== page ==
"Lute, I think I'm going mad." I speak through clenched teeth to Lute Jerstad, lying beside me in the two-man tent. For several hours I have been fighting a terrifying claustrophobia. We are alone at Camp VI, 27,450 feet (8,367 meters) up on the Southeast Ridge of Everest. I suppress a wild desire to break out of the cluttered tent.
As all climbers know, lack of oxygen produces weird mental effects. The thin air and the antibiotics I have been taking cause my claustrophobia—and a muddled sense of balance as well. Lying flat, I feel as if I am at an absurd and sickening angle. Nausea wrenches my stomach. Breathing is quick and shallow. By bracing myself semi-upright, I maintain some semblance of equilibrium.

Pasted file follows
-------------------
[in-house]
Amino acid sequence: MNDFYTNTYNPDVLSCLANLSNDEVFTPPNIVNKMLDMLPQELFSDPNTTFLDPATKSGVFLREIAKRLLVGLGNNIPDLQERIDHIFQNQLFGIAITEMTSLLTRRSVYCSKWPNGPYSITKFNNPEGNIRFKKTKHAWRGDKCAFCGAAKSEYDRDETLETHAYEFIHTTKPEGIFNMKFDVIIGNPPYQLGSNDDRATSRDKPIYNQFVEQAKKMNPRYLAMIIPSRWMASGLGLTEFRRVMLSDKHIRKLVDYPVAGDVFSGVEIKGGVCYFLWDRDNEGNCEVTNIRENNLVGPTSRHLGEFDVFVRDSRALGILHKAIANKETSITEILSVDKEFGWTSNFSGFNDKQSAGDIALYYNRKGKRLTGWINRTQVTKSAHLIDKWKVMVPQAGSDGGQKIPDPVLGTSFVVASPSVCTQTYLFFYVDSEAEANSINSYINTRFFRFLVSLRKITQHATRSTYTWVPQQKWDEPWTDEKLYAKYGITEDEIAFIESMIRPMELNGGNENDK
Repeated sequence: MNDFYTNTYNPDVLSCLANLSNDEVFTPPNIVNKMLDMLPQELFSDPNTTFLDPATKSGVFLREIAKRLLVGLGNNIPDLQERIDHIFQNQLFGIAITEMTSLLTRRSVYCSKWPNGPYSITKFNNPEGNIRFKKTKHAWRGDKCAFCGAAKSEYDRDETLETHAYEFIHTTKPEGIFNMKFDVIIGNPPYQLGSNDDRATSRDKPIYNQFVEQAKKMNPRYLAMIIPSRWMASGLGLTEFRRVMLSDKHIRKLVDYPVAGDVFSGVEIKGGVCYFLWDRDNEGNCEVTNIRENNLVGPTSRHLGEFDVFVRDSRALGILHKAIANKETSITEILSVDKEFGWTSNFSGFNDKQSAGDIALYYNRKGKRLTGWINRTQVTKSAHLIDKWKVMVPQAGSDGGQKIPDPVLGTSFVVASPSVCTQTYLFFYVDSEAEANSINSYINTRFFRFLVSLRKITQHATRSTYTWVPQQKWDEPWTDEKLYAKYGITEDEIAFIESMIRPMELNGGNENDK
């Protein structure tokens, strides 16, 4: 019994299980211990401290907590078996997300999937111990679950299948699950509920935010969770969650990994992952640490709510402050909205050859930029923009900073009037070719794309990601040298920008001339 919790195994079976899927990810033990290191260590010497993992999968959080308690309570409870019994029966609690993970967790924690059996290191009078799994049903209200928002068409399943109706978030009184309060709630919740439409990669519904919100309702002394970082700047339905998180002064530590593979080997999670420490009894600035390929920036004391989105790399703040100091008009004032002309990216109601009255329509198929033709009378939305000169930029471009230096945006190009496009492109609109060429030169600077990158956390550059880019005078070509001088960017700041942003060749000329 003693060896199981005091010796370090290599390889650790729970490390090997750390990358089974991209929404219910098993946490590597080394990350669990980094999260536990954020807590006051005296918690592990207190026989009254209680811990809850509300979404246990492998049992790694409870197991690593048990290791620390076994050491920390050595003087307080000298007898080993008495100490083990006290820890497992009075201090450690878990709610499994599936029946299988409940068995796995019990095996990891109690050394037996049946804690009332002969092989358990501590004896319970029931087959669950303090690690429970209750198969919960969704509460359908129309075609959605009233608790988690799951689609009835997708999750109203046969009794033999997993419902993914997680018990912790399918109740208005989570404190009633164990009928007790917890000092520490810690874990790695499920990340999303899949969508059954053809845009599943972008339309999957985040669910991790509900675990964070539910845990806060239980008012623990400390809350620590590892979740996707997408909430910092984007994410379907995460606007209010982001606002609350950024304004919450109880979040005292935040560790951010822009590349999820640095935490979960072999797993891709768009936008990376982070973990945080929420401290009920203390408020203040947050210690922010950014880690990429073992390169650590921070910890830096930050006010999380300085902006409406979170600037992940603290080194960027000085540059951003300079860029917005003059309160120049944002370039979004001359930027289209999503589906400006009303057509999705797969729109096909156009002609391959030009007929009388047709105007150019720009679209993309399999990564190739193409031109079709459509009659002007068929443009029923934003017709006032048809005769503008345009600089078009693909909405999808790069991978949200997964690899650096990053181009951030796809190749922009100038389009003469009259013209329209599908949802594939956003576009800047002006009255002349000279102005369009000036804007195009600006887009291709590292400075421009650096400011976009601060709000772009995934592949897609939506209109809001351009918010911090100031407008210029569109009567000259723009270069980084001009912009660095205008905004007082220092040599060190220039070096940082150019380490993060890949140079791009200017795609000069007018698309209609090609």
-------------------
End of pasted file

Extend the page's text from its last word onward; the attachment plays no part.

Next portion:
Lute tries to make me comfortable, but without success. Finally, I turn the regulator and increase the flow of oxygen into my plastic sleeping mask from one to two liters per minute. The little extra helps. Oxygen is our most precious commodity and our lives depend upon how well we conserve it: I apologize to Lute.